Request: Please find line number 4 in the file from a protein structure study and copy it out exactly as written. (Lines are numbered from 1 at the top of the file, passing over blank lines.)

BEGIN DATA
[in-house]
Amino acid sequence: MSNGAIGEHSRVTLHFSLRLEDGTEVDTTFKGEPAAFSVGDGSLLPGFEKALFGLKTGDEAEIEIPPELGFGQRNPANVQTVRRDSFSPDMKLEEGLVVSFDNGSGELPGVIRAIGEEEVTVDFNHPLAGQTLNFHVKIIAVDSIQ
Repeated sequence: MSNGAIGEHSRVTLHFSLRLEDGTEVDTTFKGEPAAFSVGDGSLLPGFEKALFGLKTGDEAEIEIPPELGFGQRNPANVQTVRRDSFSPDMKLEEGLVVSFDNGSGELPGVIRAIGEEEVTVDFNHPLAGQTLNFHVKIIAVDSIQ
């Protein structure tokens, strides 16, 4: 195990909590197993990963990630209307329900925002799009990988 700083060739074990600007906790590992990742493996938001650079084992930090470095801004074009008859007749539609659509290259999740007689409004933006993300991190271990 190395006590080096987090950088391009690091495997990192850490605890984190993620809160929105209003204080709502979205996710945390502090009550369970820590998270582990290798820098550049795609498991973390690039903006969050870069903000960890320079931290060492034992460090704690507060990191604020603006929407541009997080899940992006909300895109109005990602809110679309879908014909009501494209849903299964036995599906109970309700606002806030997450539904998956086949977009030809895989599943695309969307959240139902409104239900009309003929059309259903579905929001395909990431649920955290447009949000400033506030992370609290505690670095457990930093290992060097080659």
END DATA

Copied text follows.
């Protein structure tokens, strides 16, 4: 195990909590197993990963990630209307329900925002799009990988 700083060739074990600007906790590992990742493996938001650079084992930090470095801004074009008859007749539609659509290259999740007689409004933006993300991190271990 190395006590080096987090950088391009690091495997990192850490605890984190993620809160929105209003204080709502979205996710945390502090009550369970820590998270582990290798820098550049795609498991973390690039903006969050870069903000960890320079931290060492034992460090704690507060990191604020603006929407541009997080899940992006909300895109109005990602809110679309879908014909009501494209849903299964036995599906109970309700606002806030997450539904998956086949977009030809895989599943695309969307959240139902409104239900009309003929059309259903579905929001395909990431649920955290447009949000400033506030992370609290505690670095457990930093290992060097080659």